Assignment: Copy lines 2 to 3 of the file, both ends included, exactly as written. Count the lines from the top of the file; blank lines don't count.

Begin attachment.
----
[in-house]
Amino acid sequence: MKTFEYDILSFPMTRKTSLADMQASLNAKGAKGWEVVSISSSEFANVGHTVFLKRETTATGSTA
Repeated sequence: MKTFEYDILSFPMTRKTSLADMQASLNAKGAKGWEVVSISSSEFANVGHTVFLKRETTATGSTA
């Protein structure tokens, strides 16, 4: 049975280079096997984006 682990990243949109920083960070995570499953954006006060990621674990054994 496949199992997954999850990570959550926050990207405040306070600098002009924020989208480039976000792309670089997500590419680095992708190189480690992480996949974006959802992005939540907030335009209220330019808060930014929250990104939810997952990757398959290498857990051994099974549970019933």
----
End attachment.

Amino acid sequence: MKTFEYDILSFPMTRKTSLADMQASLNAKGAKGWEVVSISSSEFANVGHTVFLKRETTATGSTA
Repeated sequence: MKTFEYDILSFPMTRKTSLADMQASLNAKGAKGWEVVSISSSEFANVGHTVFLKRETTATGSTA